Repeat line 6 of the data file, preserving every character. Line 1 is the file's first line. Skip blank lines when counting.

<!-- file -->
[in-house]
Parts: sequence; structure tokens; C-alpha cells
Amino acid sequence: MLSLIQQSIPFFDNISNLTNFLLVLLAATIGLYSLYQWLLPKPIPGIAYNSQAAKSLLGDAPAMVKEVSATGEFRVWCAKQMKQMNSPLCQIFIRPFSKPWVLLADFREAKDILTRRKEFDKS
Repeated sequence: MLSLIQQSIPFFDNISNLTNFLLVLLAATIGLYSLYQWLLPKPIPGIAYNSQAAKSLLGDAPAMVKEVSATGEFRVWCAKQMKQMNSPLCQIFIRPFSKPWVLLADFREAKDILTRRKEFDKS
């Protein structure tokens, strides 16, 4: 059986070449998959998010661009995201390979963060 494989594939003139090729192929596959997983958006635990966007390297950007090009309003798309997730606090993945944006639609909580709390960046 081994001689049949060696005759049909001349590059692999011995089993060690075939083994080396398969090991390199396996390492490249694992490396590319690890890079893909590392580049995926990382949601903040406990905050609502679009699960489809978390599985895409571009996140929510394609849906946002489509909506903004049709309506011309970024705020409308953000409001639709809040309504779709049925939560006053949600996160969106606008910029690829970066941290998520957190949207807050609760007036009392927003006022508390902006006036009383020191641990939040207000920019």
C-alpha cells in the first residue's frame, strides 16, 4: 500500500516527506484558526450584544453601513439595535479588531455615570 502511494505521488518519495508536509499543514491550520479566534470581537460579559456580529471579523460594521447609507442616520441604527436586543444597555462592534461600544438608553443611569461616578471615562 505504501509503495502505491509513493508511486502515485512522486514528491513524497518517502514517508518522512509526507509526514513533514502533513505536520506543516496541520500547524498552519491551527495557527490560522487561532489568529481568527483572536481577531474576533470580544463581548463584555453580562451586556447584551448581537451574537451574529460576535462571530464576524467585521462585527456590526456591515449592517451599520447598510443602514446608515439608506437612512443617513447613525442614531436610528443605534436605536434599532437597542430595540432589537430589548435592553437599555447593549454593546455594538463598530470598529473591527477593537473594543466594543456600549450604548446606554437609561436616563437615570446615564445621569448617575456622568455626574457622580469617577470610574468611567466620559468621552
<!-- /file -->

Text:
C-alpha cells in the first residue's frame, strides 16, 4: 500500500516527506484558526450584544453601513439595535479588531455615570 502511494505521488518519495508536509499543514491550520479566534470581537460579559456580529471579523460594521447609507442616520441604527436586543444597555462592534461600544438608553443611569461616578471615562 505504501509503495502505491509513493508511486502515485512522486514528491513524497518517502514517508518522512509526507509526514513533514502533513505536520506543516496541520500547524498552519491551527495557527490560522487561532489568529481568527483572536481577531474576533470580544463581548463584555453580562451586556447584551448581537451574537451574529460576535462571530464576524467585521462585527456590526456591515449592517451599520447598510443602514446608515439608506437612512443617513447613525442614531436610528443605534436605536434599532437597542430595540432589537430589548435592553437599555447593549454593546455594538463598530470598529473591527477593537473594543466594543456600549450604548446606554437609561436616563437615570446615564445621569448617575456622568455626574457622580469617577470610574468611567466620559468621552